Utes, Rubinov and Huffman took turns watching over the printer, which generated one to two floors per day throughout the two-week-long process. Each floor took about four hours to print.

The team glued together the completed floors with plastic pipe glue before the model, about the size of a coffee can, was sent to its new home in the Chicago television studio.

As for how long Wilson Hall might represent the lab on the shelf, Lincoln is optimistic.

"I think it's going to be up for the long haul," he said.

Ashley Black

3-D models of the CMS detector and Wilson Hall can now be seen on WTTW's Chicago Tonight. Go to minute 46 of the July 20 episode to see the models.
Photos of the Day

Double-crested cormorants

A trio of double-crested cormorants in front of Wilson Hall gaze into the distance. Photo: Bridget Scerini, TD
They settle on a branch at Bulrush Pond. Photo: Bridget Scerini, TD
In the News

Viewpoint: Sky survey casts light on the dark universe

From Physics, July 29, 2015

If you talked to any cosmologist today, you would most likely witness two conflicting emotions. The first is quite self-congratulatory as the community has collectively nailed down the precise quantities of each component in the Universe, using multiple independent observations. The second is one of panic, when they admit that the major dark constituents of the Universe that are inferred to exist remain elusive. The Dark Energy Survey (DES) is one of three optical imaging surveys in this decade's hot competition to uncover the true nature of the dark side of our Universe.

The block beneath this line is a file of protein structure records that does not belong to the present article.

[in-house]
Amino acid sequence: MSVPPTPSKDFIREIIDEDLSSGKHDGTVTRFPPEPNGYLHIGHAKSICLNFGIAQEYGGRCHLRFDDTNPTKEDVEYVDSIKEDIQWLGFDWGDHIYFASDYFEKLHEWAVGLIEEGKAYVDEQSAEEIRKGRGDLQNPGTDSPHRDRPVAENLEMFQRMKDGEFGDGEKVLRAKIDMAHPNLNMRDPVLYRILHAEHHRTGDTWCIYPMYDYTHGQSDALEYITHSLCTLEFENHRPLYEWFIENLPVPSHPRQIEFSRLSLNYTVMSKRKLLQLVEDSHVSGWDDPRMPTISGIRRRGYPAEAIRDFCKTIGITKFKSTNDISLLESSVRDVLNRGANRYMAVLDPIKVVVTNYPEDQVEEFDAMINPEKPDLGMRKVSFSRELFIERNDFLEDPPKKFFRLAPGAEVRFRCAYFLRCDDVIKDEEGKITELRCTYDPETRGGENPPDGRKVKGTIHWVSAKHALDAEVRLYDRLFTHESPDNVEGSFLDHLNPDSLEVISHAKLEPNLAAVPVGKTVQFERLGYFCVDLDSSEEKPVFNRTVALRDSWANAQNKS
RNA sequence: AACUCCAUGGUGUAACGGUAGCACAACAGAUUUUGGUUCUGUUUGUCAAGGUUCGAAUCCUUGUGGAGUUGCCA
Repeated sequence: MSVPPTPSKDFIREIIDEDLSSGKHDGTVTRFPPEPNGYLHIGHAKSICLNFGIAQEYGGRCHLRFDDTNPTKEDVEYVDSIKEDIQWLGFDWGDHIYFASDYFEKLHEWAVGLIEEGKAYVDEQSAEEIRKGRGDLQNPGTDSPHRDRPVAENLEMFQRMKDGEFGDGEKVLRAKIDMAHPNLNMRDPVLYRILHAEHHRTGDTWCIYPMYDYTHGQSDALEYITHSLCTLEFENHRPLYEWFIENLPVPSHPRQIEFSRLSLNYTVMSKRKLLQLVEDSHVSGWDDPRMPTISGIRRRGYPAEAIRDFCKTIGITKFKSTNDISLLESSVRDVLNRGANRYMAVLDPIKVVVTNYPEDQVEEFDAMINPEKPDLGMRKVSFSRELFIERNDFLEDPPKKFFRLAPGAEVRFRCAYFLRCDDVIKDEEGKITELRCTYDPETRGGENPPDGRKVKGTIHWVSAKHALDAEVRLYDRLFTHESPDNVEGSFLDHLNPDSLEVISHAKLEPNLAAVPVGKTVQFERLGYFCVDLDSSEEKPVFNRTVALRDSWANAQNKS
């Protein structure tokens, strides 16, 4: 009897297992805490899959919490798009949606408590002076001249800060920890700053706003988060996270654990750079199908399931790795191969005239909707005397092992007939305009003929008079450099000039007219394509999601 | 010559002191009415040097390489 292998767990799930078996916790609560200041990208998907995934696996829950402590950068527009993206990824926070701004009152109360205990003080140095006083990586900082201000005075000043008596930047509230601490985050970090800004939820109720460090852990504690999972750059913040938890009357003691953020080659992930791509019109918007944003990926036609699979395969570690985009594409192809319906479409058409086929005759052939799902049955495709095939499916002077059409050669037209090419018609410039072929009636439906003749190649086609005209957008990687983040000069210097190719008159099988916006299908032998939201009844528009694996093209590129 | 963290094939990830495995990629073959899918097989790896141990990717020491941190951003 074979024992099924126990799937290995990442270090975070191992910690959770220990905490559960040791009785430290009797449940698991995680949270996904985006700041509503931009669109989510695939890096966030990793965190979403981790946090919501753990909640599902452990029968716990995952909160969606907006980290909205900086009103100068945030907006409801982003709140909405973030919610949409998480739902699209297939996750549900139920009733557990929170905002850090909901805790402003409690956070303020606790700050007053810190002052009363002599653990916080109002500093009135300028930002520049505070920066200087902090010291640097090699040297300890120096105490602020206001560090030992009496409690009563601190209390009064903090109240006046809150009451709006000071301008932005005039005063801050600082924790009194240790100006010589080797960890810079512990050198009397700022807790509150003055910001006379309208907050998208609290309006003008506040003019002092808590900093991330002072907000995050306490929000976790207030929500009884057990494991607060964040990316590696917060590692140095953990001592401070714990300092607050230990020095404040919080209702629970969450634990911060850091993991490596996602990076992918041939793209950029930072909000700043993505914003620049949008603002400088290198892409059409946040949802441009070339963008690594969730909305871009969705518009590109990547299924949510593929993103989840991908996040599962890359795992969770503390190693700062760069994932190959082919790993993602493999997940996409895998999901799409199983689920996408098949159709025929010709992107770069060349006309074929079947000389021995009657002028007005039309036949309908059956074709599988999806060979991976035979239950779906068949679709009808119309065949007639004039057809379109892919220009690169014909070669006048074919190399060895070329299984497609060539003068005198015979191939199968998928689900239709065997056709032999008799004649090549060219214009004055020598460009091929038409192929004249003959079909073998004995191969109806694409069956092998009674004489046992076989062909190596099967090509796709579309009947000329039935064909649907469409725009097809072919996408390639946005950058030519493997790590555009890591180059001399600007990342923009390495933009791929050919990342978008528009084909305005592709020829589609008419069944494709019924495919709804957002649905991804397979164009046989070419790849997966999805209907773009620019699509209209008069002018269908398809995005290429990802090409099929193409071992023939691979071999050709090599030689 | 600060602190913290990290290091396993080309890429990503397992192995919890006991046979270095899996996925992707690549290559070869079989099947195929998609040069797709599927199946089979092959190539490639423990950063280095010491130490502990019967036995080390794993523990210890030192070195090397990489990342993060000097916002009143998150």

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Tip of the Week: Safety

Summer dangers at the laboratory

Driving while using your cell phone on Fermilab grounds is a traffic violation. It's especially dangerous when driving near construction zones. Don't let yourself be distracted while driving.